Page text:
Second, in Israel, the keys represent authority. Thus, we see in the Book of Isaiah that God gave Eliakim great authority by placing the keys to David's kingdom on his shoulder (Isa 22:20–22). Similarly, Christ gave St. Peter the keys to the Kingdom of Heaven, along with the power to bind and loose, indicating his supreme authority over the entire Church. Later, Christ gave the power to bind and to loose to the other Apostles (Matt 18:18), but this is understood to be the power the Apostles shall have over their specific jurisdiction (because Christ gave them this power collectively), whereas St. Peter's power, as the sole holder of the Keys and the only one to whom the power to bind and to loose was individually given, extends to the entire Church. Also, St. Peter had full power, which extended to all questions about faith or morals and to all matters of discipline and government.
Third, Christ's three statements Feed my lamb, ... Feed my lamb, ... Feed my sheep, show Him commissioning St. Peter to be the Chief Shepherd of the flock, despite the fact that the other Apostles had the same but subordinate role (Acts 20:28). St. Peter's duty was to feed the entire people of God with the truth and to administer the graces of the sacraments by which the flock would be fed. His authority, therefore, has three characteristics:
His authority is universal, extending not only to all the faithful ("Feed my lamb") but also to all their pastors and bishops ("Feed my sheep").
His authority is also immediate and can be exercised over all the faithful, pastors, and bishops, without having to get approval from any council or college of bishops.
His authority is an ordinary power in the sense that it is not something that he may exercise only in exceptional cases, like the extraordinary exercise of infallibility that belongs to him only when teaching ex cathedra. His authority to govern the Church does not require an extraordinary act but ordinarily belongs to him by virtue of his office as Head of the Church.
Therefore, contrary to the claims of the Orthodox Church, St. Peter was more than just "the first among equals." He was the divinely appointed head of the Church.
The Primacy of St. Peter in Sacred Tradition
The above interpretations have been confirmed from Patristic writings to be the Church's understanding of the sacred texts. Here are a few examples:
Pope St. Damasus I (A.D. 304-384), Gelatian Decrees, Ch. III, par.1: "After all these [writings of] the prophets and the evangelical and apostolic scriptures which we discussed above, on which the catholic church is founded by the grace of God, we also have thought necessary to say what, although the universal catholic church diffused throughout the world is the single bride of Christ, however the holy Roman church is given first place by the rest of the churches without [the need for] a synodical decision, but from the voice of the Lord our savior in the gospel obtained primacy: 'You are Peter,' he said, 'and upon this rock I shall build my church and the gates of hell shall not prevail against it; and to you I give the keys of the kingdom of heaven, and whatever you shall bind upon Earth shall be bound also in heaven and whatever you release upon Earth shall also be released in heaven'."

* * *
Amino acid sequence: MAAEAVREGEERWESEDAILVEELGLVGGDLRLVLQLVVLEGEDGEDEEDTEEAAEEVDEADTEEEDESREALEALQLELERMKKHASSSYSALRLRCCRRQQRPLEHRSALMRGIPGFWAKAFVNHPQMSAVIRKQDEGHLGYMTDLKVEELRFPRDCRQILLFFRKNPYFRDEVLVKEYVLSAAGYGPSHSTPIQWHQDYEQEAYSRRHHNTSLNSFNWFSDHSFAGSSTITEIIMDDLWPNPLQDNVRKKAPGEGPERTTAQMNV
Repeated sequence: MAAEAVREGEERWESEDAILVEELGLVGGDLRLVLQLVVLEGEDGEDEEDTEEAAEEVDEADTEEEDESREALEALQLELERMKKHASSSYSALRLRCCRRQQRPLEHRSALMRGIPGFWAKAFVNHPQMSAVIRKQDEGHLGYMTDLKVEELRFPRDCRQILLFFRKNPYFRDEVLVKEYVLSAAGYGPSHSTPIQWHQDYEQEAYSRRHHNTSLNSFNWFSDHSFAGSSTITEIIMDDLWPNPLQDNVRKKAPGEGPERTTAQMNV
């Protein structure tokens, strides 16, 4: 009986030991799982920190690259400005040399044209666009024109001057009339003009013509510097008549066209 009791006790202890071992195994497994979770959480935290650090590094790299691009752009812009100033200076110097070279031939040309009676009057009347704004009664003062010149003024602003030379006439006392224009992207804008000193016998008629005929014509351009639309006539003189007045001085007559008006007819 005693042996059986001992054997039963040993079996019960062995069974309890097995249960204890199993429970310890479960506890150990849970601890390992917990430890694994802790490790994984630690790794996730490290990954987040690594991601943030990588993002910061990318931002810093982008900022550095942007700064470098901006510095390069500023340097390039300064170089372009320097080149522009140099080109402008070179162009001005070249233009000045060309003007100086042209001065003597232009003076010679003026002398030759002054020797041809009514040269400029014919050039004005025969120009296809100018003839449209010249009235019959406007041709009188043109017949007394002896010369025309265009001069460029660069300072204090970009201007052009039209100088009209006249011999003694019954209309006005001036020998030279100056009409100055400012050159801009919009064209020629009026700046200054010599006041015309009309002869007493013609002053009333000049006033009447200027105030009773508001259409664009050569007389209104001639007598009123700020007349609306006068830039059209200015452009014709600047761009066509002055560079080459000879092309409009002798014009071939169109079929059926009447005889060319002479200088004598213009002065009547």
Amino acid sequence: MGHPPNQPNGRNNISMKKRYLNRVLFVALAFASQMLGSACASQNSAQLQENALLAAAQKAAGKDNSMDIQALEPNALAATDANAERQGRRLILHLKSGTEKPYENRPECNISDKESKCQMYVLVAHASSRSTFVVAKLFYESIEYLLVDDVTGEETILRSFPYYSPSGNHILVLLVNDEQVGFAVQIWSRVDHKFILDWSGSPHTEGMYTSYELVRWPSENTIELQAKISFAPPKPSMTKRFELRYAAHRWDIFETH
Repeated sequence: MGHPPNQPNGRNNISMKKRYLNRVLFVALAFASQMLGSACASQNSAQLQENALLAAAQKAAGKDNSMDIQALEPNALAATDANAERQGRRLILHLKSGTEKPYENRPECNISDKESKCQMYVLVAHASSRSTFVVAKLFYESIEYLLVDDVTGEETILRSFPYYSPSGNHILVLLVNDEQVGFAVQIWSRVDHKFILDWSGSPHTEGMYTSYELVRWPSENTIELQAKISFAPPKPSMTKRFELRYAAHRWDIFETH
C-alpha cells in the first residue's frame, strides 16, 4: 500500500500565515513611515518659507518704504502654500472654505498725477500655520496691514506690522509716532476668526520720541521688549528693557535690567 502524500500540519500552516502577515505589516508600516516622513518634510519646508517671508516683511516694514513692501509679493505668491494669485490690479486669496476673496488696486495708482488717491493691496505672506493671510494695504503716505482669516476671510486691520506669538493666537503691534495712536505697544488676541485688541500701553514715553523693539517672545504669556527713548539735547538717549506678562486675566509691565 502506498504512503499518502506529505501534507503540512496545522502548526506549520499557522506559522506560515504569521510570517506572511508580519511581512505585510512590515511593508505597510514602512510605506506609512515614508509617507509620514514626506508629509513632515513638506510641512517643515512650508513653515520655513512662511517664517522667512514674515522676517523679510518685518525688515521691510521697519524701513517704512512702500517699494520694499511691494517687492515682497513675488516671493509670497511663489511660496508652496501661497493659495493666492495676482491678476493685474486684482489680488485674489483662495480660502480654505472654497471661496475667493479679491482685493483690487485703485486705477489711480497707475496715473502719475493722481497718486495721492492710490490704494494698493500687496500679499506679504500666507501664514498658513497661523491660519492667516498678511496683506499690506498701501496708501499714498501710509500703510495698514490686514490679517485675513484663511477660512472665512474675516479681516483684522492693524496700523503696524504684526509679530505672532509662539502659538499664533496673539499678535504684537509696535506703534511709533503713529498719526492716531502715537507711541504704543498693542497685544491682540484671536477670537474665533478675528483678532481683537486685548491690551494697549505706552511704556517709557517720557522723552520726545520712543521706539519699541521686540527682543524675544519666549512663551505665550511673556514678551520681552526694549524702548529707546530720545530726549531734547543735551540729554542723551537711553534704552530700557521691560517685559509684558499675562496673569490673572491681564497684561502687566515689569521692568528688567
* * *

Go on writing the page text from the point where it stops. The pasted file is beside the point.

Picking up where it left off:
St. Cyril of Jerusalem (A.D. 315-386 ), Catechetical Lectures, Lecture 17, par. 27: "In the power of the same Holy Spirit Peter also, the chief of the Apostles and the bearer of the keys of the kingdom of heaven, healed Æneas the paralytic in the Name of Christ at Lydda, which is now Diospolis, and at Joppa raised from the dead Tabitha rich in good works."
St. Ambrose of Milan (A.D. 340-397), Exposition of the Christian Faith, Book IV, Ch. 5, par. 57: "To the same Apostle, again, when on a former occasion he said, You are the Christ, the Son of the living God, He made answer: You are Peter, and upon this Rock will I build My Church, and I will give you the keys of the kingdom of heaven. Matthew 16:18 Could He not, then, strengthen the faith of the man to whom, acting on His own authority, He gave the kingdom, whom He called the Rock, thereby declaring him to be the foundation of the Church?"
St. Jerome of Stridonium (A.D. 347-420), Against Jovinianus, Book I, Ch. 26: "But you (Jovinianus) say, Matthew 16:18 the Church was founded upon Peter: although elsewhere the same is attributed to all the Apostles, and they all receive the keys of the kingdom of heaven, and the strength of the Church depends upon them all alike, yet one among the twelve is chosen so that when a head has been appointed, there may be no occasion for schism."
The Primacy of the Bishop of Rome
Christ knew that the Church would not last without a head. So, before His Ascension into heaven, He singled out St. Peter to be the head of His Church. Since Christ willed all men to be saved (1 Tim 2:4), He must have intended that the papacy should continue even after the death of St. Peter. It is the belief of the Catholic Church that this is indeed the case and that the successors of St. Peter as Bishop of Rome should continue the papacy for future generations (CCC #882).